Updated: Jun 30, 2020
Hannah Dawson and Elizaveta Fouksman write on the COVID-19 Special Relief Grant and income security in The Conversation. You can read the full article here
Dawson was interviewed by Joanne Joseph on radio 702.
While the amounts and details of the grants have varied, these governments have all made it clear that such payments are a short-term emergency response to an exceptional situation. But is the economic uncertainty caused by COVID-19 as exceptional as it seems? Might the reasons for guaranteeing economic security be valid even without a global pandemic?
Take the case of South Africa.
The government has decided to substantially bolster the social security net, directing R50 billion to those most acutely affected by the crisis over the next six months. This will be distributed in the form of increasing the current child support grant. In addition, pensions and disability grants will go up. But the biggest change is the introduction of a special “COVID-19 Social Relief of Distress grant” to be paid to people who are currently unemployed and do not receive any social grant or unemployment insurance for the next six months.
The new COVID-19 grant is the first time unemployed working-age adults are being included in the social grant system. Since 1994, the African National Congress government has resisted including them. And the resistance remains.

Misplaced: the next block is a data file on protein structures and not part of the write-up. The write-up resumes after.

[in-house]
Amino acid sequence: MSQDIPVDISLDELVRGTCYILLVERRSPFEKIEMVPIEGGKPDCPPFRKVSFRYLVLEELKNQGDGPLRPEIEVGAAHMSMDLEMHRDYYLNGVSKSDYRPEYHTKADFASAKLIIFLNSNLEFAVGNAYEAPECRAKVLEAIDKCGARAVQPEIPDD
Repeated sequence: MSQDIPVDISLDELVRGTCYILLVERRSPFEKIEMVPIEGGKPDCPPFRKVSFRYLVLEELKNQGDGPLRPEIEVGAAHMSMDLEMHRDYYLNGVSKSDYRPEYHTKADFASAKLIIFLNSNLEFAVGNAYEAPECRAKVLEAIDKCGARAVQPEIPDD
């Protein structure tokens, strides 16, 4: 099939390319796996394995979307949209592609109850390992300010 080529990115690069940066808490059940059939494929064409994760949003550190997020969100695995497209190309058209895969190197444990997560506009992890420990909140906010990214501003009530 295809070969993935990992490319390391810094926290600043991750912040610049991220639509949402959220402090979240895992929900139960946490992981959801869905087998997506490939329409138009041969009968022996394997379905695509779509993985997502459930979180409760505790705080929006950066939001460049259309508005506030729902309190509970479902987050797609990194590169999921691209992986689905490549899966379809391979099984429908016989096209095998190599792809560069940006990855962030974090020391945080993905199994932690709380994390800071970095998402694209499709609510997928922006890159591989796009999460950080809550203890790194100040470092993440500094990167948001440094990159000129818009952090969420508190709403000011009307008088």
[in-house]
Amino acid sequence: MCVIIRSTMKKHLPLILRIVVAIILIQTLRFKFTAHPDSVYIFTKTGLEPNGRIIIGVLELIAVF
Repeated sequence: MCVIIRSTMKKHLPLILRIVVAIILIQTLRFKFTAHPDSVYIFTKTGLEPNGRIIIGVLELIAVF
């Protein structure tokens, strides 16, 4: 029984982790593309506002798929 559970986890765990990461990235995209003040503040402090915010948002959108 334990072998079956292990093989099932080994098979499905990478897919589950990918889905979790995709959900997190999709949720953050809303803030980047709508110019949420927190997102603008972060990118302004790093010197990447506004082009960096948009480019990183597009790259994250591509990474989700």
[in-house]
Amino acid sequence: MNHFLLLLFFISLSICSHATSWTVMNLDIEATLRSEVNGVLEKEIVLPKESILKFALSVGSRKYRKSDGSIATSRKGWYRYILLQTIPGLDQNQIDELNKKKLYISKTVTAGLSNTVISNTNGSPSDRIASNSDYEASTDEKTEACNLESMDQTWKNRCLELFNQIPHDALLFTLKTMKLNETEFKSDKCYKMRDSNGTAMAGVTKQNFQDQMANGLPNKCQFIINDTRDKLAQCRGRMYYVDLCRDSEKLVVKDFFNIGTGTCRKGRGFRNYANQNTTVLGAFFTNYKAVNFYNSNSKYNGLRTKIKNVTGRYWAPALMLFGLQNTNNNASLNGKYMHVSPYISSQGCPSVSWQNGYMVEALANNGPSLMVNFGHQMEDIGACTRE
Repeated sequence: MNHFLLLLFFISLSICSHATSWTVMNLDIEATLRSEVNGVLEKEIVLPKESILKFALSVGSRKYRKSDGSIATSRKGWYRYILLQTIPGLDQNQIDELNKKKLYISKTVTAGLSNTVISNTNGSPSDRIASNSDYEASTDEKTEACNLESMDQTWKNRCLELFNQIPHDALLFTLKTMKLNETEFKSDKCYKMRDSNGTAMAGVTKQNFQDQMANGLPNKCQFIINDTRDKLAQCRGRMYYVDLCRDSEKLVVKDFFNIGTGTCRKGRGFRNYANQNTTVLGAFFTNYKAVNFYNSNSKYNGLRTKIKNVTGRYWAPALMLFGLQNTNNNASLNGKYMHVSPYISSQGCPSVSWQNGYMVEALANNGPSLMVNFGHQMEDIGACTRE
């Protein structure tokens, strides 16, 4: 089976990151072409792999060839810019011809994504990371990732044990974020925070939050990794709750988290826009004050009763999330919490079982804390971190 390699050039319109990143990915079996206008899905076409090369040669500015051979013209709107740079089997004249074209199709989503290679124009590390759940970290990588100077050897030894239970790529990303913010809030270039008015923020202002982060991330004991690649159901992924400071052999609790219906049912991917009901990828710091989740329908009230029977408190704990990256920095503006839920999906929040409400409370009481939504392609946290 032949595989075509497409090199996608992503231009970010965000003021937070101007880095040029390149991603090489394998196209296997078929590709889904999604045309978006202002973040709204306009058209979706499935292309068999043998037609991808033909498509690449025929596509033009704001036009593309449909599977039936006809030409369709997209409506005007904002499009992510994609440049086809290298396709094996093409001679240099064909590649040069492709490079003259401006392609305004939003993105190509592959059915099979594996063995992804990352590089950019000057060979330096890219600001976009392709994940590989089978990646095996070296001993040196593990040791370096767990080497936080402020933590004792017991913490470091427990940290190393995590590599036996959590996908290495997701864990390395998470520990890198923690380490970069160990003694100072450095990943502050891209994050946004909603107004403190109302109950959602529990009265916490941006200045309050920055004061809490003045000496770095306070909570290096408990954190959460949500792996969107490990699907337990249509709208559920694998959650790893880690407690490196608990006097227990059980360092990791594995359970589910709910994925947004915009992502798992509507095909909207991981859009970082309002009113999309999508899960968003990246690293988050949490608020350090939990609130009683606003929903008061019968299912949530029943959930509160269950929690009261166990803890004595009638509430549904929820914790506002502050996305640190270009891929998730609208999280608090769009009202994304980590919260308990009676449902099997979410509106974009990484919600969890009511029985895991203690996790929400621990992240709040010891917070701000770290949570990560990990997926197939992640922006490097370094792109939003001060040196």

South Africa’s treasury has been busy making it clear that the new direct cash transfers are exceptional and temporary. At a recent media briefing, finance minister Tito Mboweni repeated again and again that the additional grants were temporary. His anxiety that people will expect the additional grants to remain in place – and that they will become “agitated” when the grants are taken away – is palpable.
Economic distress – before the pandemic
The name of the new grant shows exactly what it’s meant for. Calling it the COVID-19 Social Relief of Distress grant makes it clear that this is an emergency measure, here only to relieve the distress of COVID-19.
But economic distress was the norm for many before the coronavirus outbreak. Illness, ill-fortune and economic precarity existed long before this pandemic. The outbreak only makes the economic crisis broader, deeper and more visible.
An accident, a family death, or a delayed train can happen to anyone. But for the large number of people in South Africa who work for low wages without a proper contract, or who simply cannot find work at all, one of these events can be the tipping point into destitution.
They don’t need a pandemic to experience economic distress.
We would argue that South Africa needs more than emergency provisions such as a short-term new social grant or an emergency basic income. Rather, it needs a permanent form of economic security, be it in the form of a universal basic income that is given to all and then taxed back from those that don’t need it, or some other form of income guarantee for all. READ MORE
Photo: Mujahid Safodien/AFP via Getty Images